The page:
That said, there is a global assessment of functioning (GAF), and depression (MDD, or dysthymia), which are two separate things. You can still have depression and function; either the person who diagnosed you, has a different view on this for whatever reason, or more likely there was more to his diagnosis (or lack of) then that. You can always get a second assessment if you felt an issue with the assessor, just like you can with a doctor. However, if the assessor felt you didn't have depression, that just increases the urging to go to a doctor, since there can be medical issues that present themselves like depression.

    Regarding "taking any garbage that they offer", a psychiatrist will offer you medication, psychologists/psychotherapist/counselors/etc. are not able to do that. As I said, I can't state which would be better for you, or if you even need medication/psychotherapy, just informing you that in the mental health field, different providers offer different services.
     
    Last edited: Sep 12, 2017
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  14. MA_Student

    MA_Student Purple Belt

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    You don't need to be riled up to spar but best person to ask is a doctor or sports psychiatrist or something
     
  15. Tez3

    Tez3 Sr. Grandmaster

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    To be blunt that is very silly, there are many people who owe their lives to what you call 'garbage'. Is depression easier to live with that any side effects which may or may not affect you? No, depression is crippling and life limiting, it is an agony for those that suffer so not taking treatment when offered is sheer stupidity.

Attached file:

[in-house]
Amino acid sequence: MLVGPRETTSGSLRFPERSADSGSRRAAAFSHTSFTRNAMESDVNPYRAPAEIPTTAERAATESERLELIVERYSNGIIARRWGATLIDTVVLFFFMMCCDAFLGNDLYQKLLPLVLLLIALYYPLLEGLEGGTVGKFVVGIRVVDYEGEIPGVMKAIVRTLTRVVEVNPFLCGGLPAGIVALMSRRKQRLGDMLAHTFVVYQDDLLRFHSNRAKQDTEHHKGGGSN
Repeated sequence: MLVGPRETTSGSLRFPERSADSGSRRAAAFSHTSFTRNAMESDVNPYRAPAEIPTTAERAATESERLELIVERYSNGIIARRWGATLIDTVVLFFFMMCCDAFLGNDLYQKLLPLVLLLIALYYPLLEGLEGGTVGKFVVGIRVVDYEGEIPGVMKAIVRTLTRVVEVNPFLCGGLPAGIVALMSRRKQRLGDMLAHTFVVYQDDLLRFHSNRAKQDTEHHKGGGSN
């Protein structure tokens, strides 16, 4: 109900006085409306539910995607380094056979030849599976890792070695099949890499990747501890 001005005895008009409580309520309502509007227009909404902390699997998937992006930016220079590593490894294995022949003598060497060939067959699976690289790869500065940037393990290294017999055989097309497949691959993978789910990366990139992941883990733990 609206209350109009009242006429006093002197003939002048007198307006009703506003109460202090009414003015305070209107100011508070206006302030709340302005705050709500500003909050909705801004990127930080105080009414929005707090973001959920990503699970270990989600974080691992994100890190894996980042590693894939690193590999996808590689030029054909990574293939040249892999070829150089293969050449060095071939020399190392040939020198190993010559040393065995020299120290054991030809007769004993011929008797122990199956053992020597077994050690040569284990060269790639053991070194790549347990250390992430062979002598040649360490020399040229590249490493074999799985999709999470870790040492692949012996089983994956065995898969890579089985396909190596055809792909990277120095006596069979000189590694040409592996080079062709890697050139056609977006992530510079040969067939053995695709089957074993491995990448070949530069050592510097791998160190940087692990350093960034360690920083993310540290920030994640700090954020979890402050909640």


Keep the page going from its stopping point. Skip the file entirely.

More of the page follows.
As for taking something, chocolate and fizzy drinks aren't the answer. Talk to your doctor, you could have nothing wrong with you and need a kick up the bum BUT you could have anything from underactive thyroid, to aenemia to glandular fever and anything in between such as Lyme disease or diabetes. It can be something easily sorted or take a little longer, it could be taking meds or a mere change in diet. See your doctor.
     
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  16. Kung Fu Wang

    Kung Fu Wang Senior Master

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    Instead of thinking about what you don't have, you should think about what you have. If you don't have serious pain 24/7 and your eyes can still see, you should feel that you are in heaven.

    A depressed healthy person > a person has no arm > a person has no leg > a person can't see > a dead person
     
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  17. gpseymour

    gpseymour Grandmaster

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    Lack of function, IIRC, isn't part of the necessary DSM criteria for depression, just a part of the grading toward severe.
     
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  18. kempodisciple

    kempodisciple Senior Master

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    Essentially, you have to meet a specific number of criteria for mild (5-6), moderate(7-8) or severe depression(9), but it can be fewer if you see a serious impairment in functioning or distress that requires a "heavier" diagnosis. That's true even for mild; if the person only has 4 symptoms, but the assessor can see significant distress or impairment, he/she can still diagnose it.

    That's specifically for MDD. If it's a different depressive disorder, or your adding a qualifier, the qualifier may require something else (ie: for anxious distress, you only need two 'anxious' symptoms on top of MDD for 'MDD, X, with anxious distress, mild).
     
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  19. gpseymour

    gpseymour Grandmaster

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    Thanks! My memories of DSM are pretty old, and getting older all the time.
     
  20. drop bear

    drop bear Sr. Grandmaster

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    The other aspect may be pretty simple. You may have lost the point of the whole exercise.

    Without one you are just going through the motions.